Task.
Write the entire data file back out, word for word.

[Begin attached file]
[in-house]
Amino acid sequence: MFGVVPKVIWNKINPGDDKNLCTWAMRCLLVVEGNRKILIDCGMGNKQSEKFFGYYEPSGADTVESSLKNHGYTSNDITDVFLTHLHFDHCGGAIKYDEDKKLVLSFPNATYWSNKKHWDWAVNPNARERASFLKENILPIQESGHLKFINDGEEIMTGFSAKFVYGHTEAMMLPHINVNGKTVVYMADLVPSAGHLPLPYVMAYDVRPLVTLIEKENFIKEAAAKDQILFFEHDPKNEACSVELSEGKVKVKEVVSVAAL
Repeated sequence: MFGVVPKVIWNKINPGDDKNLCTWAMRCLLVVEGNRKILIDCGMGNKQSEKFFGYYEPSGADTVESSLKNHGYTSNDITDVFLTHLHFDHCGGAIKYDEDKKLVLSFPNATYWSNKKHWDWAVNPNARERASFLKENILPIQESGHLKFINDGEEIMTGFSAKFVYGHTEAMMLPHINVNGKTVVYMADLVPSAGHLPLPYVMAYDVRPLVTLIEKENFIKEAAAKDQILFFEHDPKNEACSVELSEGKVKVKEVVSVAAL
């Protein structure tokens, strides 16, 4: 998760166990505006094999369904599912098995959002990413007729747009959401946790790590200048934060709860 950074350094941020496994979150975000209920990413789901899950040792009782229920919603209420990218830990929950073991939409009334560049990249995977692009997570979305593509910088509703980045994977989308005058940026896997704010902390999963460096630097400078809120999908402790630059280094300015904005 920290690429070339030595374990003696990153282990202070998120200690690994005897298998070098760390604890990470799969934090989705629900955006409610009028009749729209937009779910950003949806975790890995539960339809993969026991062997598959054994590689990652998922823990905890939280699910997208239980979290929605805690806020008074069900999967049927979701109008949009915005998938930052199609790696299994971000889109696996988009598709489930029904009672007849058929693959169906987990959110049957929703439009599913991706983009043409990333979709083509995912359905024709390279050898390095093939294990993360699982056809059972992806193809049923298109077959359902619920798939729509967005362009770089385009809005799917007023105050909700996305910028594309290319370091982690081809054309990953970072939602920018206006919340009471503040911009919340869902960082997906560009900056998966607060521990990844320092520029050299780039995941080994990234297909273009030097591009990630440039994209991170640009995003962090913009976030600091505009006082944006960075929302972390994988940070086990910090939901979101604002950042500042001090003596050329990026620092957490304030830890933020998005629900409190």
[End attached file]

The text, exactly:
[in-house]
Amino acid sequence: MFGVVPKVIWNKINPGDDKNLCTWAMRCLLVVEGNRKILIDCGMGNKQSEKFFGYYEPSGADTVESSLKNHGYTSNDITDVFLTHLHFDHCGGAIKYDEDKKLVLSFPNATYWSNKKHWDWAVNPNARERASFLKENILPIQESGHLKFINDGEEIMTGFSAKFVYGHTEAMMLPHINVNGKTVVYMADLVPSAGHLPLPYVMAYDVRPLVTLIEKENFIKEAAAKDQILFFEHDPKNEACSVELSEGKVKVKEVVSVAAL
Repeated sequence: MFGVVPKVIWNKINPGDDKNLCTWAMRCLLVVEGNRKILIDCGMGNKQSEKFFGYYEPSGADTVESSLKNHGYTSNDITDVFLTHLHFDHCGGAIKYDEDKKLVLSFPNATYWSNKKHWDWAVNPNARERASFLKENILPIQESGHLKFINDGEEIMTGFSAKFVYGHTEAMMLPHINVNGKTVVYMADLVPSAGHLPLPYVMAYDVRPLVTLIEKENFIKEAAAKDQILFFEHDPKNEACSVELSEGKVKVKEVVSVAAL
């Protein structure tokens, strides 16, 4: 998760166990505006094999369904599912098995959002990413007729747009959401946790790590200048934060709860 950074350094941020496994979150975000209920990413789901899950040792009782229920919603209420990218830990929950073991939409009334560049990249995977692009997570979305593509910088509703980045994977989308005058940026896997704010902390999963460096630097400078809120999908402790630059280094300015904005 920290690429070339030595374990003696990153282990202070998120200690690994005897298998070098760390604890990470799969934090989705629900955006409610009028009749729209937009779910950003949806975790890995539960339809993969026991062997598959054994590689990652998922823990905890939280699910997208239980979290929605805690806020008074069900999967049927979701109008949009915005998938930052199609790696299994971000889109696996988009598709489930029904009672007849058929693959169906987990959110049957929703439009599913991706983009043409990333979709083509995912359905024709390279050898390095093939294990993360699982056809059972992806193809049923298109077959359902619920798939729509967005362009770089385009809005799917007023105050909700996305910028594309290319370091982690081809054309990953970072939602920018206006919340009471503040911009919340869902960082997906560009900056998966607060521990990844320092520029050299780039995941080994990234297909273009030097591009990630440039994209991170640009995003962090913009976030600091505009006082944006960075929302972390994988940070086990910090939901979101604002950042500042001090003596050329990026620092957490304030830890933020998005629900409190």